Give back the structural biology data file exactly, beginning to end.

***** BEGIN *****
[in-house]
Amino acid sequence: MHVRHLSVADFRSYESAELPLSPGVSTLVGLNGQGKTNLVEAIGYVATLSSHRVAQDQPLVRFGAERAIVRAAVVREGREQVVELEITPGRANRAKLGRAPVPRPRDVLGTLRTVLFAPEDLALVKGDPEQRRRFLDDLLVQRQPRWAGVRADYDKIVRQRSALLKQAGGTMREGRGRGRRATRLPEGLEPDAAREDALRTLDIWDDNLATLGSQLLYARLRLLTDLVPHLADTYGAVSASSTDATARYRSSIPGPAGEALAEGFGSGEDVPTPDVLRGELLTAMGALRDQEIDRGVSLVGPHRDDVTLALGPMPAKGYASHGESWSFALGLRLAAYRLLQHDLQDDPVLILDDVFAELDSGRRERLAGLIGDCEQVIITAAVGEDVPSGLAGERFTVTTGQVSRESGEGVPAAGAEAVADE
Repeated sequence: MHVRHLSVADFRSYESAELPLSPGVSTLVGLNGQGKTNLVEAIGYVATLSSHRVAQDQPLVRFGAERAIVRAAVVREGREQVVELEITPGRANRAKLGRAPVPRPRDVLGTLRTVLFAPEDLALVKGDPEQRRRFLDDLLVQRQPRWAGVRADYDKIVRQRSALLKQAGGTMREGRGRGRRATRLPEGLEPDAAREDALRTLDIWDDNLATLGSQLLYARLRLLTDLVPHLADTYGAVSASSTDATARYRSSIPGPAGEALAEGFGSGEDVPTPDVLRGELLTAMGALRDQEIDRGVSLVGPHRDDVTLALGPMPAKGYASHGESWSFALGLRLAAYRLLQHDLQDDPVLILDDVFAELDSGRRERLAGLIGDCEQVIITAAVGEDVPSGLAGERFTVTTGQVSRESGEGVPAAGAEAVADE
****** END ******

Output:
[in-house]
Amino acid sequence: MHVRHLSVADFRSYESAELPLSPGVSTLVGLNGQGKTNLVEAIGYVATLSSHRVAQDQPLVRFGAERAIVRAAVVREGREQVVELEITPGRANRAKLGRAPVPRPRDVLGTLRTVLFAPEDLALVKGDPEQRRRFLDDLLVQRQPRWAGVRADYDKIVRQRSALLKQAGGTMREGRGRGRRATRLPEGLEPDAAREDALRTLDIWDDNLATLGSQLLYARLRLLTDLVPHLADTYGAVSASSTDATARYRSSIPGPAGEALAEGFGSGEDVPTPDVLRGELLTAMGALRDQEIDRGVSLVGPHRDDVTLALGPMPAKGYASHGESWSFALGLRLAAYRLLQHDLQDDPVLILDDVFAELDSGRRERLAGLIGDCEQVIITAAVGEDVPSGLAGERFTVTTGQVSRESGEGVPAAGAEAVADE
Repeated sequence: MHVRHLSVADFRSYESAELPLSPGVSTLVGLNGQGKTNLVEAIGYVATLSSHRVAQDQPLVRFGAERAIVRAAVVREGREQVVELEITPGRANRAKLGRAPVPRPRDVLGTLRTVLFAPEDLALVKGDPEQRRRFLDDLLVQRQPRWAGVRADYDKIVRQRSALLKQAGGTMREGRGRGRRATRLPEGLEPDAAREDALRTLDIWDDNLATLGSQLLYARLRLLTDLVPHLADTYGAVSASSTDATARYRSSIPGPAGEALAEGFGSGEDVPTPDVLRGELLTAMGALRDQEIDRGVSLVGPHRDDVTLALGPMPAKGYASHGESWSFALGLRLAAYRLLQHDLQDDPVLILDDVFAELDSGRRERLAGLIGDCEQVIITAAVGEDVPSGLAGERFTVTTGQVSRESGEGVPAAGAEAVADE